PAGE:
Major tech brands come together outside Qualcomm’s AllSeen group.
Interoperability standards for the billions of Internet of Things devices have brought togehter tech majors Broadcom, Dell, Intel, Samsung, Atmel, and Intel-subsidiary Wind River in the Open Interconnect Consortium (OIC).
Initial standards proposals will target dealing with smart home and office devices but the new consortium ultimately intends to have its solution used in 'multiple vertical markets'.
The Internet of Things (IoT) consortium intends to deliver a specification, an open source implementation and a certification program for wirelessly connecting devices.
The consortium will rival the Qualcomm-supported AllSeen Alliance. OIC is targeted at defining a common communications framework based on industry standard technologies to wirelessly connect and intelligently deal with the information flow among personal computing and emerging IoT devices, irrespective of form factor, OS or internet service provider.
The Qualcomm-led AllSeen Alliance is based on the chipmaker's AllJoyn project, and comprises Microsoft, Panasonic, LG, Sharp, Cisco, Fon, and HTC among its member list.
Doug Fisher, Intel corporate vice president and Software and Services Group general manager said that the rise and ultimate success of the IoT depends on the ability for devices and systems to securely and reliably interconnect and share information.
"This requires common frameworks, based on truly open, industry standard," Fisher added.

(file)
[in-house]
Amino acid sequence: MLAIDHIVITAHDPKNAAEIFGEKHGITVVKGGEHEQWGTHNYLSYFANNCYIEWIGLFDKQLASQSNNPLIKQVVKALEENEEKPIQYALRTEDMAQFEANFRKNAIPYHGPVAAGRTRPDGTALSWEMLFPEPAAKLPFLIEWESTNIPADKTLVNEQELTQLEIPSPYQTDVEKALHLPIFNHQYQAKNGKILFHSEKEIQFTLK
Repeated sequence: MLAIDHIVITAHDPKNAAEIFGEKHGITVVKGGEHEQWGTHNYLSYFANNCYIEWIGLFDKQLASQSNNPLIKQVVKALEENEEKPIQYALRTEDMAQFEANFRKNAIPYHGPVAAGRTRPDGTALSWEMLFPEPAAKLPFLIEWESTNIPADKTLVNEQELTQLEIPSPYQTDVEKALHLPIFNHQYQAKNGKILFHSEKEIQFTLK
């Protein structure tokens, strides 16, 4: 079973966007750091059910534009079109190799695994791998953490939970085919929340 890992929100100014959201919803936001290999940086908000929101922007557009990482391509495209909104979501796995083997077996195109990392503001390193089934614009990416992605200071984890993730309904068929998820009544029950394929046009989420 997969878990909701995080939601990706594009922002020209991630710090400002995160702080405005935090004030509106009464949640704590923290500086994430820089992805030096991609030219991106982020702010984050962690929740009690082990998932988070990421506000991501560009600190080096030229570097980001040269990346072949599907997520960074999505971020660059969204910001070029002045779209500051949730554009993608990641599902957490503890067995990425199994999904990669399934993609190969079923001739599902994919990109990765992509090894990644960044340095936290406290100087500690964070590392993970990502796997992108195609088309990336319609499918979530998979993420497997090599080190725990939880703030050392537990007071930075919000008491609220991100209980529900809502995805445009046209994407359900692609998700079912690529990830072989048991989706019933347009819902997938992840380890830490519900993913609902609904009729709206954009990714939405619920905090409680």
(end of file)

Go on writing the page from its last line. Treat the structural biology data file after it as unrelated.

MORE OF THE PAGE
"Our goal in founding this new consortium is to solve the challenge of interoperable connectivity for the Internet of Things without tying the ecosystem to one company's solution."
Samsung Electronics executive vice president and Software R&D Center head Jong-deok Choi said: "In the Internet of Things era, everything - from PCs, smartphones and tablets to home and industrial appliances and new wearable form factors - should effortlessly connect and communicate with each other, regardless of who makes the device."
Members of the consortium will chip in software and engineering resources to develop a protocol specification, open source implementation, and a certification program, which will mainly be aimed at speed up the development of the IoT.
Making use of existing and emerging wireless standards, the OIC specification will include a range of connectivity solutions, which will be compatible with a variety of operating systems.
Dell vice president and CTO for Client Solutions Glen Robson said that the explosion of the IoT is a transformation that will have a major impact on our power to do more through technology.
"Having a connectivity framework that is open, secure and manageable is critical to delivering the foundational elements of that transformation," Robson added.
"Consumers and businesses alike will need a strong base upon which to build the vast array of solutions enabled by a global Internet of Things."